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By John Helmer, Moscow

Brian Gilbertson, the leading South African mining entrepreneur, has launched a new stage of his investment in the Faberge jewellery marque with the first release for sale since 1917 of Faberge jewelled eggs, designed by the family of the original Russian court jeweller, Peter Carl Faberge. Four of the eggs, including a solid diamond encrusted piece, were displayed in London today. The full collection went on display in Paris yesterday.

Two years of design work and fabrication by craftsmen in France, Belgium and Switzerland have been financed and managed by Gilbertson’s team, including Sean Gilbertson, Sarah and Tatiana Faberge, and Katharina Flohr. The new eggs are the size of a baby’s fist and are to be worn around the neck as pendants. “We bought brand in 2007,” Gilbertson said in a speech at Somerset House, “to restore that historic name and to safeguard the Faberge heritage. We are committed to building Faberge into a leading world jewellery brand.” Two collections of egg pendants have been prepared for release at Faberge’s boutique in Geneva and for online sale through Faberge’s new client website. New Faberge shops are in planning for London, where Peter Carl Faberge’s original outlet on Bond Street closed after the Russian Revolution in 1917. Hong Kong and New York are also in planning.

“The Faberge egg is an iconic object in jewellery history,” Gilberston added. “It is the link between the Faberge past, its present revival, and the future.”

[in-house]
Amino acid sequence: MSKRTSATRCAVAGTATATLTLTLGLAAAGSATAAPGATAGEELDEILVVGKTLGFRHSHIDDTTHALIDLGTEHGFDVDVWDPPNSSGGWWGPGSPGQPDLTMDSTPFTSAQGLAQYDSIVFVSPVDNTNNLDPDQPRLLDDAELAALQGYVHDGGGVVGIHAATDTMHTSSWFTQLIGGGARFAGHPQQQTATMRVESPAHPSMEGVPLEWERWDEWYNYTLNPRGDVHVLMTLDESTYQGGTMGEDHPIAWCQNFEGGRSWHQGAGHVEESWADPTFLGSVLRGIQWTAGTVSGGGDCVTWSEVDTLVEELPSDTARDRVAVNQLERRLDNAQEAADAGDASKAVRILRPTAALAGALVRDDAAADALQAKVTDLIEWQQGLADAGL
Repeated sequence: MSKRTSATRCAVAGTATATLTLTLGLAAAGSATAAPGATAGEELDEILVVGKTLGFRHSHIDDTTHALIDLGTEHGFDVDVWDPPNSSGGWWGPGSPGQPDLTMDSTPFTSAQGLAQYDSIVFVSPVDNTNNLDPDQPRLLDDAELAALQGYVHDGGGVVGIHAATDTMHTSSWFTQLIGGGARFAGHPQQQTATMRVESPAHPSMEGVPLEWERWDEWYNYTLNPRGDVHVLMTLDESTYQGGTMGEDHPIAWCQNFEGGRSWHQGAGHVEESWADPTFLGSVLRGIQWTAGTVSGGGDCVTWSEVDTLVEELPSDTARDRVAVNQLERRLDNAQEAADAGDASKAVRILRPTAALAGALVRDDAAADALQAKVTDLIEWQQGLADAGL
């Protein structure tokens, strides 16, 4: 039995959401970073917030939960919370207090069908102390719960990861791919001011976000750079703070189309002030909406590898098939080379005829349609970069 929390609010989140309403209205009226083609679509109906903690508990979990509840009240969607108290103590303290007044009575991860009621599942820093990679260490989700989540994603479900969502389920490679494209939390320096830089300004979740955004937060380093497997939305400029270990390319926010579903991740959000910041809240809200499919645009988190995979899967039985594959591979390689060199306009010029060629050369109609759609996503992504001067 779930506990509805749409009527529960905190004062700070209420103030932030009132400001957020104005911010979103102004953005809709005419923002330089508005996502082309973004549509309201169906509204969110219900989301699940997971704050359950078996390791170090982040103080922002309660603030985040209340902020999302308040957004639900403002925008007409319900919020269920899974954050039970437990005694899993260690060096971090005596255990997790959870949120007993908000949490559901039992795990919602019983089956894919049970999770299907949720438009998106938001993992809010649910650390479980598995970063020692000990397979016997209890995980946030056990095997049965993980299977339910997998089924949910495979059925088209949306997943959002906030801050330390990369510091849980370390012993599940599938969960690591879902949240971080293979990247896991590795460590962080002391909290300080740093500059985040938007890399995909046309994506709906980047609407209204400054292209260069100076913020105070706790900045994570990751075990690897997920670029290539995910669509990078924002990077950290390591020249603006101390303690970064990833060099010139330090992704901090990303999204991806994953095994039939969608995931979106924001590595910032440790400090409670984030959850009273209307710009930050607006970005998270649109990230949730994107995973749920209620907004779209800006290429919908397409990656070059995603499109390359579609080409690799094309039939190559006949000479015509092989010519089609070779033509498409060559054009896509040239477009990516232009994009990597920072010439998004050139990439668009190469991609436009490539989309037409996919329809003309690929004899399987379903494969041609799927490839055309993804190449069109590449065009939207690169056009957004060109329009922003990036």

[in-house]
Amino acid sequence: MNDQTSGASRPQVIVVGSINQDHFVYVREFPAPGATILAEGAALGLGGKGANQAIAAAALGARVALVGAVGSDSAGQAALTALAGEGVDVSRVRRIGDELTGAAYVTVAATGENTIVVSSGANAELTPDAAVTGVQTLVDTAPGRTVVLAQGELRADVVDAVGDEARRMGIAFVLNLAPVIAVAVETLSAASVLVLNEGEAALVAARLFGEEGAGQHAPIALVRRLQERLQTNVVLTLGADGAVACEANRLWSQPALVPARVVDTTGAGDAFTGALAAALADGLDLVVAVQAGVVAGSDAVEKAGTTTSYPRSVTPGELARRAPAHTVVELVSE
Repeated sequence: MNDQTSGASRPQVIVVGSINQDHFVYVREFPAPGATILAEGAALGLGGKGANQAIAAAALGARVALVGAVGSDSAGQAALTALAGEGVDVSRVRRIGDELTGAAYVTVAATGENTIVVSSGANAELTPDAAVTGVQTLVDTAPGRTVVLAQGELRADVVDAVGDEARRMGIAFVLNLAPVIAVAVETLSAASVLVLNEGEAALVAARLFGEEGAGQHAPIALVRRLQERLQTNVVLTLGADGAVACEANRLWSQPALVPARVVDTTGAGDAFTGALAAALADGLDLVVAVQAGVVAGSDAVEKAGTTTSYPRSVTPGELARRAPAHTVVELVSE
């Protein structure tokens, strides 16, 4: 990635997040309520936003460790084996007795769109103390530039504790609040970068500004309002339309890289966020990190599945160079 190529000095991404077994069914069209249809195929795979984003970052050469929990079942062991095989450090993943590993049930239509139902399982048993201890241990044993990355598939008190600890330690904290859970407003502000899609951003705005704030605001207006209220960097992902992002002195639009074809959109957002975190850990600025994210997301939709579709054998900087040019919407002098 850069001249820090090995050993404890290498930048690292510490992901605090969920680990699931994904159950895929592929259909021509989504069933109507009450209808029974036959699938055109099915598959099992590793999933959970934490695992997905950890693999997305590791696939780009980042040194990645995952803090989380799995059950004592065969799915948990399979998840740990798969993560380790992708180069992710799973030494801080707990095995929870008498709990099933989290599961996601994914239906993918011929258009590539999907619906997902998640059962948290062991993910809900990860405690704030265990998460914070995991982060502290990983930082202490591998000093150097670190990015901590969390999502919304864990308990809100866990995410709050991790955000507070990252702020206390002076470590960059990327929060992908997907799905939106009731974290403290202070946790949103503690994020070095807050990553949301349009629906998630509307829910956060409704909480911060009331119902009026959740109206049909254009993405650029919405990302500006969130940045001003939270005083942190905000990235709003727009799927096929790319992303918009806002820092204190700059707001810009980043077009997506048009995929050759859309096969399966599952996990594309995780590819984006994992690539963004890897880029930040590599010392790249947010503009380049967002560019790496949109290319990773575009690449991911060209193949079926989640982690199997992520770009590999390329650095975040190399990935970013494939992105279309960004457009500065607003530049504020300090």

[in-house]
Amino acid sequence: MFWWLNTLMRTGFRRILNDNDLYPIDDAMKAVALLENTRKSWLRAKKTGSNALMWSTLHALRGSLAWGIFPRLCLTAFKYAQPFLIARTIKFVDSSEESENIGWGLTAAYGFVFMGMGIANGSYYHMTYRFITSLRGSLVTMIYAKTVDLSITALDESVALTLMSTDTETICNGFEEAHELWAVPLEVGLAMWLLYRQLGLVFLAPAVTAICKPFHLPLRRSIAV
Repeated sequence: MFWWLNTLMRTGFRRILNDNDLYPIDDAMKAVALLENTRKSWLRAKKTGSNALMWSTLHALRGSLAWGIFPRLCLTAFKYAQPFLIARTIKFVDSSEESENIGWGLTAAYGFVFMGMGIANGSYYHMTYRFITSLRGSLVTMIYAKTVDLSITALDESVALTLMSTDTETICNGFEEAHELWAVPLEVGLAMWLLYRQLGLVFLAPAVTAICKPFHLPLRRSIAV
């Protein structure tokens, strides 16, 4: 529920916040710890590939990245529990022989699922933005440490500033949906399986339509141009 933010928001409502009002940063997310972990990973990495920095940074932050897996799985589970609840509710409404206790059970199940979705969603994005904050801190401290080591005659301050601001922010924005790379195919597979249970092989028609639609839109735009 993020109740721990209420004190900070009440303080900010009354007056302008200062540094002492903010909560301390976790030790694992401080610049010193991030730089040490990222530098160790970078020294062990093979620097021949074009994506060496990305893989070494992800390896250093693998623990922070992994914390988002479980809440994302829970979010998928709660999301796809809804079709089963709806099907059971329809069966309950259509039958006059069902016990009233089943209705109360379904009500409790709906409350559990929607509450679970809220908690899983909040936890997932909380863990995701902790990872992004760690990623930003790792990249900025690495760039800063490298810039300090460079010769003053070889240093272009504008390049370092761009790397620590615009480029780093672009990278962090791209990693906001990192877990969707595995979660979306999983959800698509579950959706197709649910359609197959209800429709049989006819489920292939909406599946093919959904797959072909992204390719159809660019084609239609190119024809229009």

Timing and the search for craftsmen capable of fabricating the new eggs obliged Faberge to delay the egg launch for almost two years, said designer Flohr. “Tt was always our intention to make eggs again.”

Sean Gilbertson told Business Day that when the Faberge rights and marque were acquired in 2007, there were ten licensees for various Faberge-branded products around the world, including one for motor oil. These have had to be consolidated by Pallinghurst, the Gilbertson investment group based in London. “There was also the problem of Fauxberge,” Sean Gilbertson added — that is knockoffs and counterfeits. In a recent operation, French Customs seized a consigment of imported porcelain and other goods branded with the Faberge name. They had come from Russia. With assistance from Gilbertson, the counterfeiting was confirmed and the cargo destroyed.

Describing the new Faberge egg pendants “as the perfect solution for gift-giving to your beloved,” Brian Gilberston said the new pieces will be priced from $8,000 up to $600,000.

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